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video games

dead services

The year is 2026. Games are now entirely played via browser, with quest notifications that go through to your mobile and smartwatch. You play for 50 hours a week, doing exactly the same activities again and again because the colourful bar or number goes up. You go to bed, satisfied.

For the longest time, video games have represented something of a ‘cash flow’ problem. This feels like the most basic of business observations possible, but corporations absolutely love recurring revenue. The traditional mechanisms for selling media are quite risky — you spend N years creating a game and you sell it for £40 (£50/£60/…£70). If the game does well, then congratulations, you have a gigantic cash injection with which to power your next release. If the release does poorly, then you’re in serious trouble, because you were relying on that cash injection for your next big thing. There are quite a few companies from the pre-live service period that went belly-up because they had one or two poor releases which then completely nuked the company. The very poorly received udraw essentially killed THQ (as it existed then), and there’s plenty of other companies (like Pandemic Studios) who made some absolute cracking games, but suffered an ignoble end when they created a couple of mediocre ones.

This is an uncertain position for a game company to be in, as your long-term survival is at the whim of gamer appetite at the time. Not to mention that almost all of the costs for game companies come from the actual development process itself, and not from long term support. This isn’t like making a crappy plastic toy, where at the very least you can stop production if they’re selling terribly: you’ve eaten almost all of the costs immediately and you’re desperately trying to recoup them. A second reason after risk, is growth. Investors absolutely love growth, and anyone who has worked at a publicly traded company will tell you about the all-warping effect of hitting quarterly report timings. Again, traditional game development sits very poorly within the paradigm of breaking your back to show growth from quarter to quarter. You’ll have a few periods of whatever trickling revenue comes in from your previous title, but otherwise you’re coasting until you make your next big release. Low numbers on quarterly sheet mean no growth, and no growth means big suity trader man no buy >:(.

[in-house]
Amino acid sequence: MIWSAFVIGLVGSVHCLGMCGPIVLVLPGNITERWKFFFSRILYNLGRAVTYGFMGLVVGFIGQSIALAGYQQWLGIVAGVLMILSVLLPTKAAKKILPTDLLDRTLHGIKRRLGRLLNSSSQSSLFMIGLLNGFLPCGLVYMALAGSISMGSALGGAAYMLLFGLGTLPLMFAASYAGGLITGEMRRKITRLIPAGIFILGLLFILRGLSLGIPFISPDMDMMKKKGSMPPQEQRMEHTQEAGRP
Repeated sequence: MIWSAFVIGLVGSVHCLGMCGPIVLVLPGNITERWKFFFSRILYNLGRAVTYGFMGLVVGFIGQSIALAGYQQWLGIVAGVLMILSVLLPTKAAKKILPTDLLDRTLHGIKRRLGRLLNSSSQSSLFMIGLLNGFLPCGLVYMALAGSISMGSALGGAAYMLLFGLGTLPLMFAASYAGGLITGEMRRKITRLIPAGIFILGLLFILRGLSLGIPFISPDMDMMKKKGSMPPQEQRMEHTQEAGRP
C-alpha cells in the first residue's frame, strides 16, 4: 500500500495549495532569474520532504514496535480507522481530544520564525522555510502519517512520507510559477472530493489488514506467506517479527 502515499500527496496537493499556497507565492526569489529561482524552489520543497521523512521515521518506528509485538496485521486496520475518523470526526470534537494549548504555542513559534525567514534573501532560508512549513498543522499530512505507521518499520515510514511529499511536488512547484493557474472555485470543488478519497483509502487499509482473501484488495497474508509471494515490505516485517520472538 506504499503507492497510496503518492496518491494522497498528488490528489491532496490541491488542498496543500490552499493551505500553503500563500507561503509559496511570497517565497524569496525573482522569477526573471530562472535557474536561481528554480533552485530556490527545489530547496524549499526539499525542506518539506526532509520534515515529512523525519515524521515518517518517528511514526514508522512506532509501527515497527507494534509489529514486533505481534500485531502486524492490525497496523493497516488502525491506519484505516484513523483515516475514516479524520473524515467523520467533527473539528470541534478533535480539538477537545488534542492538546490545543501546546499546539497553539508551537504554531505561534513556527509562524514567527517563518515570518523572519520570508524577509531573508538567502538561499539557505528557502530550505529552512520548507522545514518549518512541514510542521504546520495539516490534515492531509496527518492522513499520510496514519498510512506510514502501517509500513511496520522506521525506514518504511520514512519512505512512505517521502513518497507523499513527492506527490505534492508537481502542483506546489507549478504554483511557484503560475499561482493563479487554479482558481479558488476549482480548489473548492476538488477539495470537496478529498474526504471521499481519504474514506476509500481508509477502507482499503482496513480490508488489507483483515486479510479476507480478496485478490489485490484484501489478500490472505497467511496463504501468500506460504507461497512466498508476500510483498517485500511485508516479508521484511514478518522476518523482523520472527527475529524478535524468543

I imagine these problems were one of the causes of expansion packs in older PC titles — much lower cost to develop, priced lower, bursts of content on top of a prior release to eke a bit more mileage out of an old title. The cadence of these packs was also quite slow however (especially compared to nowadays), and it was rare for a game (beyond the sims) to see more than one or two. Valve flirted with episodic content on Half Life 2 as a new mechanism for avoiding this problem, with…fantastic results, and EA and Activision took the approach of “making essentially the same game year after year” to get a consistent source of revenue out of their biggest franchises.